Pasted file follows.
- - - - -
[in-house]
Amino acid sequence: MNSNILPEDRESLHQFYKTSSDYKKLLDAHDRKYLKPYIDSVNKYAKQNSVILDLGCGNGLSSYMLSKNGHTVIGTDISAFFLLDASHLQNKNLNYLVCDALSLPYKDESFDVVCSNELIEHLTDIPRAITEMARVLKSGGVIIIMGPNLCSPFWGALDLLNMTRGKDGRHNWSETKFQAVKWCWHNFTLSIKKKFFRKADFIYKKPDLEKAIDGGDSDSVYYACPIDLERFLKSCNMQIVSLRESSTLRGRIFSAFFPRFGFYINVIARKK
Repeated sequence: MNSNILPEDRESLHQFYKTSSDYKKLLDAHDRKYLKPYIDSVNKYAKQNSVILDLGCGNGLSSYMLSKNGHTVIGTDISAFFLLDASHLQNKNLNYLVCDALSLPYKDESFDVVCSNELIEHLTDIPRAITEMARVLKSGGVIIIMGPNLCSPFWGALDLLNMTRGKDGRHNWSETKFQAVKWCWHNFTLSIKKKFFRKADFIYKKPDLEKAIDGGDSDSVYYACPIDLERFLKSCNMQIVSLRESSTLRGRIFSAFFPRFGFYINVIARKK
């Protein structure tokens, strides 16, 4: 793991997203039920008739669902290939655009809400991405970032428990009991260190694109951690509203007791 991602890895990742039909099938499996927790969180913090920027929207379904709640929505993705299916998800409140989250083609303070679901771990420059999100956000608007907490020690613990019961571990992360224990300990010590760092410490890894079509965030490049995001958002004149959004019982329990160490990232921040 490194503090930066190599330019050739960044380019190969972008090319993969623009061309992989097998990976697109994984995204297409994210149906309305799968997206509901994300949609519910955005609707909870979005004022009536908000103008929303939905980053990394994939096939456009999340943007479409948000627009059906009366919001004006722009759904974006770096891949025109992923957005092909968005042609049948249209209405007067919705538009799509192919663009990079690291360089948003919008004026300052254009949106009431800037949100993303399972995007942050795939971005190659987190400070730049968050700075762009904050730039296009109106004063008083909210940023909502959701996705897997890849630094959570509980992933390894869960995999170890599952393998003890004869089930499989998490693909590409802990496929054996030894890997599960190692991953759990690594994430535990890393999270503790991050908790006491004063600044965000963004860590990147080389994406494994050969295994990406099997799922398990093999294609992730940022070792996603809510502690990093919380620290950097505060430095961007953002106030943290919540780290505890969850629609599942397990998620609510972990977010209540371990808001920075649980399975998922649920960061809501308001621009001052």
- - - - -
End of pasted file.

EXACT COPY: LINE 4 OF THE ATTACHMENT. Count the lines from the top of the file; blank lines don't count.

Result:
């Protein structure tokens, strides 16, 4: 793991997203039920008739669902290939655009809400991405970032428990009991260190694109951690509203007791 991602890895990742039909099938499996927790969180913090920027929207379904709640929505993705299916998800409140989250083609303070679901771990420059999100956000608007907490020690613990019961571990992360224990300990010590760092410490890894079509965030490049995001958002004149959004019982329990160490990232921040 490194503090930066190599330019050739960044380019190969972008090319993969623009061309992989097998990976697109994984995204297409994210149906309305799968997206509901994300949609519910955005609707909870979005004022009536908000103008929303939905980053990394994939096939456009999340943007479409948000627009059906009366919001004006722009759904974006770096891949025109992923957005092909968005042609049948249209209405007067919705538009799509192919663009990079690291360089948003919008004026300052254009949106009431800037949100993303399972995007942050795939971005190659987190400070730049968050700075762009904050730039296009109106004063008083909210940023909502959701996705897997890849630094959570509980992933390894869960995999170890599952393998003890004869089930499989998490693909590409802990496929054996030894890997599960190692991953759990690594994430535990890393999270503790991050908790006491004063600044965000963004860590990147080389994406494994050969295994990406099997799922398990093999294609992730940022070792996603809510502690990093919380620290950097505060430095961007953002106030943290919540780290505890969850629609599942397990998620609510972990977010209540371990808001920075649980399975998922649920960061809501308001621009001052």